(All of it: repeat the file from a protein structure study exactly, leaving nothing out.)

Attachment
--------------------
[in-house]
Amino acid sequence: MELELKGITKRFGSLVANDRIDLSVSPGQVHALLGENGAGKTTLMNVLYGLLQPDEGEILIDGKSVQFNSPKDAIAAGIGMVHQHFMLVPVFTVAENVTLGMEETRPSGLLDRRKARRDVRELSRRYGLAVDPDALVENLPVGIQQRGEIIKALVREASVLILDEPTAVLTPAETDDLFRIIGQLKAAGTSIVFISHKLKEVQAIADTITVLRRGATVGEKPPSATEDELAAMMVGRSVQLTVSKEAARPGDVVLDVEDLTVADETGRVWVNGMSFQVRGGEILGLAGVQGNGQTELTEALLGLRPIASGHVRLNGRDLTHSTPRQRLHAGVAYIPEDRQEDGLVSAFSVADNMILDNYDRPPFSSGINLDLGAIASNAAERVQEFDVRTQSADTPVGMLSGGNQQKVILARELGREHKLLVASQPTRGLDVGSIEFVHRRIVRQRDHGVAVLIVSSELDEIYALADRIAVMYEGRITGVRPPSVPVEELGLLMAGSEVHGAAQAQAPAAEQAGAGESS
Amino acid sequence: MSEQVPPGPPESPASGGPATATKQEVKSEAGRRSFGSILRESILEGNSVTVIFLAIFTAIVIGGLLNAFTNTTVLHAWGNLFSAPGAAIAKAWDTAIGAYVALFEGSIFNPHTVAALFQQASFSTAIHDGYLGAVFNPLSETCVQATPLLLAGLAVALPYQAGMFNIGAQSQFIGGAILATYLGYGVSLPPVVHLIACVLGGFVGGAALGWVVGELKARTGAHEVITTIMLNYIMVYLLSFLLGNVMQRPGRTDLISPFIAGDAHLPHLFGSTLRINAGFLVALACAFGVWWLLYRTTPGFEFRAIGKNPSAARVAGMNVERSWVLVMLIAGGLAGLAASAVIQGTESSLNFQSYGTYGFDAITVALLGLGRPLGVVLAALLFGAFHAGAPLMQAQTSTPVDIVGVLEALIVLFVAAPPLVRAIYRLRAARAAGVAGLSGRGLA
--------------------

[in-house]
Amino acid sequence: MELELKGITKRFGSLVANDRIDLSVSPGQVHALLGENGAGKTTLMNVLYGLLQPDEGEILIDGKSVQFNSPKDAIAAGIGMVHQHFMLVPVFTVAENVTLGMEETRPSGLLDRRKARRDVRELSRRYGLAVDPDALVENLPVGIQQRGEIIKALVREASVLILDEPTAVLTPAETDDLFRIIGQLKAAGTSIVFISHKLKEVQAIADTITVLRRGATVGEKPPSATEDELAAMMVGRSVQLTVSKEAARPGDVVLDVEDLTVADETGRVWVNGMSFQVRGGEILGLAGVQGNGQTELTEALLGLRPIASGHVRLNGRDLTHSTPRQRLHAGVAYIPEDRQEDGLVSAFSVADNMILDNYDRPPFSSGINLDLGAIASNAAERVQEFDVRTQSADTPVGMLSGGNQQKVILARELGREHKLLVASQPTRGLDVGSIEFVHRRIVRQRDHGVAVLIVSSELDEIYALADRIAVMYEGRITGVRPPSVPVEELGLLMAGSEVHGAAQAQAPAAEQAGAGESS
Amino acid sequence: MSEQVPPGPPESPASGGPATATKQEVKSEAGRRSFGSILRESILEGNSVTVIFLAIFTAIVIGGLLNAFTNTTVLHAWGNLFSAPGAAIAKAWDTAIGAYVALFEGSIFNPHTVAALFQQASFSTAIHDGYLGAVFNPLSETCVQATPLLLAGLAVALPYQAGMFNIGAQSQFIGGAILATYLGYGVSLPPVVHLIACVLGGFVGGAALGWVVGELKARTGAHEVITTIMLNYIMVYLLSFLLGNVMQRPGRTDLISPFIAGDAHLPHLFGSTLRINAGFLVALACAFGVWWLLYRTTPGFEFRAIGKNPSAARVAGMNVERSWVLVMLIAGGLAGLAASAVIQGTESSLNFQSYGTYGFDAITVALLGLGRPLGVVLAALLFGAFHAGAPLMQAQTSTPVDIVGVLEALIVLFVAAPPLVRAIYRLRAARAAGVAGLSGRGLA